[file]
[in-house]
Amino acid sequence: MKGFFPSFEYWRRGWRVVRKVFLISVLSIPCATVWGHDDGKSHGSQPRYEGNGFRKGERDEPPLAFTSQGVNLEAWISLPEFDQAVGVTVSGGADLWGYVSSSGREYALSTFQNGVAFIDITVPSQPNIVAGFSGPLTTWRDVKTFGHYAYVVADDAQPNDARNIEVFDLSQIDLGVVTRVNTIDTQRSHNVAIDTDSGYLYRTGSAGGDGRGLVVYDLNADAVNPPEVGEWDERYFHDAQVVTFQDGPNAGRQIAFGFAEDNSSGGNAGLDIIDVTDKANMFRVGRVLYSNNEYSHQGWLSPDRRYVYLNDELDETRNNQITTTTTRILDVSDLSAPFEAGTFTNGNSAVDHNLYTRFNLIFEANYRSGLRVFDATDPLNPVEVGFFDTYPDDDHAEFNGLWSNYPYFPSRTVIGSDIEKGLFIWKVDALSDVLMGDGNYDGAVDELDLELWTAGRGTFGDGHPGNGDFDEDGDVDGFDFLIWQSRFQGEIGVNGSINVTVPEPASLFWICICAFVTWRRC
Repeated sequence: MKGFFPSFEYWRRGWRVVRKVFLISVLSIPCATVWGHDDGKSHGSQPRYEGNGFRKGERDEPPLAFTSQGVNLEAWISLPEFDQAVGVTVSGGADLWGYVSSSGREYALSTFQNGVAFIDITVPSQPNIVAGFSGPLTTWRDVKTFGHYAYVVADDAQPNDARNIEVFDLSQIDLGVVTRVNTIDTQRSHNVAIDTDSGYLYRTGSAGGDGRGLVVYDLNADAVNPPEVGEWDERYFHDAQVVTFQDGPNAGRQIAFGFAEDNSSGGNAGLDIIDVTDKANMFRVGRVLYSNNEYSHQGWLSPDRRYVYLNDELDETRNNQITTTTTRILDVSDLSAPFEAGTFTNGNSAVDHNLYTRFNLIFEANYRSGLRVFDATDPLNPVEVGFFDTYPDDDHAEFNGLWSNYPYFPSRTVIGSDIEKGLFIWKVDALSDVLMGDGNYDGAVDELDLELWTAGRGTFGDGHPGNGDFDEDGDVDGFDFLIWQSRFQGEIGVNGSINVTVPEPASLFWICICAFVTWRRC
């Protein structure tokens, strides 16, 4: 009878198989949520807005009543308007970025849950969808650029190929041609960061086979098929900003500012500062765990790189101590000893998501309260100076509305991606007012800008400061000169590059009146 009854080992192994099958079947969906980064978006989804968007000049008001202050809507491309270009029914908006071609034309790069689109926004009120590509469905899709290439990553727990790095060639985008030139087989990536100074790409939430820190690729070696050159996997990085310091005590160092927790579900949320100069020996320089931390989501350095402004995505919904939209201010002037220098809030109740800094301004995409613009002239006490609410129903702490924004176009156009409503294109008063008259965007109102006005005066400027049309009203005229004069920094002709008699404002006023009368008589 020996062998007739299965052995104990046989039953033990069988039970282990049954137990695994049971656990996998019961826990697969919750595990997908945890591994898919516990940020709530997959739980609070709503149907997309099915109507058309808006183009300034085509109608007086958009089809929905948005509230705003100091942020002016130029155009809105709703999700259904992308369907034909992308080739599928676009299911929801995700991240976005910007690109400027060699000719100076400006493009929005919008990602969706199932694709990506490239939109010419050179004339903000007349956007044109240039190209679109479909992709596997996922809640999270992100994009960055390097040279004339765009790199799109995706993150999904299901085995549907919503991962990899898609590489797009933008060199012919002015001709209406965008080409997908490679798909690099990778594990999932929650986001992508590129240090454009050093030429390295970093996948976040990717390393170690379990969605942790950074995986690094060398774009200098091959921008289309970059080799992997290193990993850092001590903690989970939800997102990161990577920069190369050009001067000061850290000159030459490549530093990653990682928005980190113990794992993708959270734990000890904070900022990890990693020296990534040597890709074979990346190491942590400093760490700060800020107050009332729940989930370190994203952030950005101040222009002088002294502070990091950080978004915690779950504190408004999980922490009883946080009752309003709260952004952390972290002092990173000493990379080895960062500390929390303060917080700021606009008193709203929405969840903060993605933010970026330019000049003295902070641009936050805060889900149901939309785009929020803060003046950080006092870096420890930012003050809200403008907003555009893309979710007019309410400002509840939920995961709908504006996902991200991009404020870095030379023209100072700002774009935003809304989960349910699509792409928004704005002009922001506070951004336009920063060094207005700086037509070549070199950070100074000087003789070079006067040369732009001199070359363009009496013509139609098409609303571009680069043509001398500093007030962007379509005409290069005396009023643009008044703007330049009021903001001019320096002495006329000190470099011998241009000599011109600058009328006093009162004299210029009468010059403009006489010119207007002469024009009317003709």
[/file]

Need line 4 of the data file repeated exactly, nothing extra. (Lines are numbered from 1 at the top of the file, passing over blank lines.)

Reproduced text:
């Protein structure tokens, strides 16, 4: 009878198989949520807005009543308007970025849950969808650029190929041609960061086979098929900003500012500062765990790189101590000893998501309260100076509305991606007012800008400061000169590059009146 009854080992192994099958079947969906980064978006989804968007000049008001202050809507491309270009029914908006071609034309790069689109926004009120590509469905899709290439990553727990790095060639985008030139087989990536100074790409939430820190690729070696050159996997990085310091005590160092927790579900949320100069020996320089931390989501350095402004995505919904939209201010002037220098809030109740800094301004995409613009002239006490609410129903702490924004176009156009409503294109008063008259965007109102006005005066400027049309009203005229004069920094002709008699404002006023009368008589 020996062998007739299965052995104990046989039953033990069988039970282990049954137990695994049971656990996998019961826990697969919750595990997908945890591994898919516990940020709530997959739980609070709503149907997309099915109507058309808006183009300034085509109608007086958009089809929905948005509230705003100091942020002016130029155009809105709703999700259904992308369907034909992308080739599928676009299911929801995700991240976005910007690109400027060699000719100076400006493009929005919008990602969706199932694709990506490239939109010419050179004339903000007349956007044109240039190209679109479909992709596997996922809640999270992100994009960055390097040279004339765009790199799109995706993150999904299901085995549907919503991962990899898609590489797009933008060199012919002015001709209406965008080409997908490679798909690099990778594990999932929650986001992508590129240090454009050093030429390295970093996948976040990717390393170690379990969605942790950074995986690094060398774009200098091959921008289309970059080799992997290193990993850092001590903690989970939800997102990161990577920069190369050009001067000061850290000159030459490549530093990653990682928005980190113990794992993708959270734990000890904070900022990890990693020296990534040597890709074979990346190491942590400093760490700060800020107050009332729940989930370190994203952030950005101040222009002088002294502070990091950080978004915690779950504190408004999980922490009883946080009752309003709260952004952390972290002092990173000493990379080895960062500390929390303060917080700021606009008193709203929405969840903060993605933010970026330019000049003295902070641009936050805060889900149901939309785009929020803060003046950080006092870096420890930012003050809200403008907003555009893309979710007019309410400002509840939920995961709908504006996902991200991009404020870095030379023209100072700002774009935003809304989960349910699509792409928004704005002009922001506070951004336009920063060094207005700086037509070549070199950070100074000087003789070079006067040369732009001199070359363009009496013509139609098409609303571009680069043509001398500093007030962007379509005409290069005396009023643009008044703007330049009021903001001019320096002495006329000190470099011998241009000599011109600058009328006093009162004299210029009468010059403009006489010119207007002469024009009317003709």